The FCC’s analysis concludes that “the present and future public interest, convenience, and necessity” is no longer served by allowing the company’s operations in the U.S. The commission found that China Telecom Americas is “subject to exploitation, influence, and control by the Chinese government and is highly likely to be forced to comply with Chinese government request without sufficient legal procedures subject to independent judicial oversight.”
The order also found that the company’s conduct toward the commission demonstrates “a lack of candor, trustworthiness, and reliability that erodes the baseline level of trust that the Commission and other U.S. government agencies require of telecommunications carriers.”
FCC Chairwoman Jessica Rosenworcel praised the vote, calling the decision to stop China Telecom “ an important and necessary step” to protecting U.S. communications infrastructure.
“This is not a decision we make lightly. It has support from each of my colleagues. It has support across the federal government,” she said. Continuing to allow China Telecom Americas to operate in the U.S. “could lead to real problems with our telecommunications networks through surveilling information, misrouting traffic, or disrupting service,” she added.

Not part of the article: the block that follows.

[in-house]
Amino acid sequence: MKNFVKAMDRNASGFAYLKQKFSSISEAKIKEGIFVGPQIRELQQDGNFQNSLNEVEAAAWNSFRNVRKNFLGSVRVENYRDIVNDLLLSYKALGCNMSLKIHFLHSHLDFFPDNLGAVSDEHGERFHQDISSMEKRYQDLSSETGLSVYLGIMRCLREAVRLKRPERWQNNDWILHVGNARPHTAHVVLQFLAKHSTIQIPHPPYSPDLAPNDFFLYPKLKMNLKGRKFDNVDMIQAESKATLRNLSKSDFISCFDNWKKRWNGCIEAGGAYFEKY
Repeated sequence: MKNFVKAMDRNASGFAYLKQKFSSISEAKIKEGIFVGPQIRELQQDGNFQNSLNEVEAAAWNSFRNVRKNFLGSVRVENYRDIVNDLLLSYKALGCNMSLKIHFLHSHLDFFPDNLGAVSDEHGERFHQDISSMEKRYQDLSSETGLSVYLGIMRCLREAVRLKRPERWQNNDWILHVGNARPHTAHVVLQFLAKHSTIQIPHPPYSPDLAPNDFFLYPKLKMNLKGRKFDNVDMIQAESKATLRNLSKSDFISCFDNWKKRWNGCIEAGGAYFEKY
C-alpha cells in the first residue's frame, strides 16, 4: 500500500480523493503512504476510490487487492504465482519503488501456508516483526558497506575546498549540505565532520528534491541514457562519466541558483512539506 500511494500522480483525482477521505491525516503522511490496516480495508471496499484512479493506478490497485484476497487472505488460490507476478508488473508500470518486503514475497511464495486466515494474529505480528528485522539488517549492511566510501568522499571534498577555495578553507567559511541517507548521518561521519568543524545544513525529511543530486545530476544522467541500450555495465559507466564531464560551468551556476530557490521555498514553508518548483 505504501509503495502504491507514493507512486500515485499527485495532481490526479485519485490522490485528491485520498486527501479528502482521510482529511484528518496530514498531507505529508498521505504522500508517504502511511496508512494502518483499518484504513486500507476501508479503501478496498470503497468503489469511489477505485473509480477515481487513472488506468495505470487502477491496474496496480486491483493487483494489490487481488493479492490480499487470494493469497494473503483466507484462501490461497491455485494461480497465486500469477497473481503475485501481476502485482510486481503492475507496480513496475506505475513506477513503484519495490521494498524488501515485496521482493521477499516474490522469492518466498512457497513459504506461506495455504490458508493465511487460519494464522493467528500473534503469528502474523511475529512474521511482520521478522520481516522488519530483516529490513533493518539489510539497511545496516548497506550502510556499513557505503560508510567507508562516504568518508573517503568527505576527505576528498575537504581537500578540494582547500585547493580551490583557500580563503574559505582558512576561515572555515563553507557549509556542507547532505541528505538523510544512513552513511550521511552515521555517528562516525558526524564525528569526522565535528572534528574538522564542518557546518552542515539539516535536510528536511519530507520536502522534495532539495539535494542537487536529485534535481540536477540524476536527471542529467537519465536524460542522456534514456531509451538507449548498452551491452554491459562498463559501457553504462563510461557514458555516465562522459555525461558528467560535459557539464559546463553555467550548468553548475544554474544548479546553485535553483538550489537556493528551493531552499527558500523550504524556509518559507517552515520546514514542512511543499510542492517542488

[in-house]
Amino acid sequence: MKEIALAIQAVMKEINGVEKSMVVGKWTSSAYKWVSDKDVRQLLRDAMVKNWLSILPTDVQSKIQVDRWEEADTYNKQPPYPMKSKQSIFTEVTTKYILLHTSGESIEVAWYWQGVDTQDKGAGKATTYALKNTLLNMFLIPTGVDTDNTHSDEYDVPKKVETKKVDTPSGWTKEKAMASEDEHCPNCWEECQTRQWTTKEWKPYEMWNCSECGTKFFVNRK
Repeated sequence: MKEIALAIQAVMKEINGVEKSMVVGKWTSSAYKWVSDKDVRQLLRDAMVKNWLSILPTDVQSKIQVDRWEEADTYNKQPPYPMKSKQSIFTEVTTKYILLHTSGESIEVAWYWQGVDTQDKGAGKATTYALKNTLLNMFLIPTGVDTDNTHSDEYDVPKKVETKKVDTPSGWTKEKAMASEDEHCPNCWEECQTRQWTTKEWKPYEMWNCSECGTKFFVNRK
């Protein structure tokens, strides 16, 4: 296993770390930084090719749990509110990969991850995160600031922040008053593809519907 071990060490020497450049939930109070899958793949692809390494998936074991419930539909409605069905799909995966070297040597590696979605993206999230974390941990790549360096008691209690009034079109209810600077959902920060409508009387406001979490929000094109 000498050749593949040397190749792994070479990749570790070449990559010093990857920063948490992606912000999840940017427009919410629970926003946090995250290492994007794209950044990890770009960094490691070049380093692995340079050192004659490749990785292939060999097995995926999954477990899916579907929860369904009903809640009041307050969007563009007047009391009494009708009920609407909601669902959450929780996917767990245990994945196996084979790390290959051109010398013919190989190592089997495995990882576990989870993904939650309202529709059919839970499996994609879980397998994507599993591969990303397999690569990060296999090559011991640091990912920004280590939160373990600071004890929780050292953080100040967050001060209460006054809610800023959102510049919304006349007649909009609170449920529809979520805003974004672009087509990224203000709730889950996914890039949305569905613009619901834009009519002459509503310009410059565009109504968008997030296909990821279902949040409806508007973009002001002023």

Revocation in-line with FCC focus on weeding out threats
The vote to block China Telecom’s services also comes as the FCC fields comments about its proposal to blacklist products and services that pose national security threats.
The U.S. government is also responding to China’s influence over digital services. In July, the Biden administration formally accused the Chinese government of hacking Microsoft’s email system. Digital policy experts have raised concern about how China’s use of digital tools threatens human rights agendas and democracy around the world.
Last June, the permanent subcommittee on investigations released a report finding the Chinese government engages in cyber efforts against the U.S. and may use telecommunications carriers to interfere with U.S. network systems.
The ban on China Telecom follows a Canadian order to ban another company — China Mobile — from operating in the country, citing similar national security concerns. The company, which had an agreement to resell services of telco giant Telus, was told in August that it couldn’t continue operations. The company has since filed an appeal in the federal court.
Hytera and Huawei Respond to FCC Blocking Chinese Equipment as U.S. Players React
Companies, industries, and associations chime in on FCC equipment blacklist proposal.
WASHINGTON, September 21, 2021 – Hytera, a company with ties to China that has been the subject of a national security blacklist proposal and whose partners have vouched for its innocence, said Monday that its United States radio equipment is being unfairly maligned.